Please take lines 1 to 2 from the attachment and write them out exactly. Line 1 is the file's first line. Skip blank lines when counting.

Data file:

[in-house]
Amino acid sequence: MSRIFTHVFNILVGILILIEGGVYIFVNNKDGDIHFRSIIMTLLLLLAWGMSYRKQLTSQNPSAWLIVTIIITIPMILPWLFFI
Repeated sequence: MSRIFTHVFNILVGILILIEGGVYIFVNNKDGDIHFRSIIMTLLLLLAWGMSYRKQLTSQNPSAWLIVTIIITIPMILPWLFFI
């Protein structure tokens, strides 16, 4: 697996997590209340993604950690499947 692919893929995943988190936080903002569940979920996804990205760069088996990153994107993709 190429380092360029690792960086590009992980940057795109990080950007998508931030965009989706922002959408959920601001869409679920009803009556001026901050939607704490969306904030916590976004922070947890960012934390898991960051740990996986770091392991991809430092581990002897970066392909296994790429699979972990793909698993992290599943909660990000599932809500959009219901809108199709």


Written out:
[in-house]
Amino acid sequence: MSRIFTHVFNILVGILILIEGGVYIFVNNKDGDIHFRSIIMTLLLLLAWGMSYRKQLTSQNPSAWLIVTIIITIPMILPWLFFI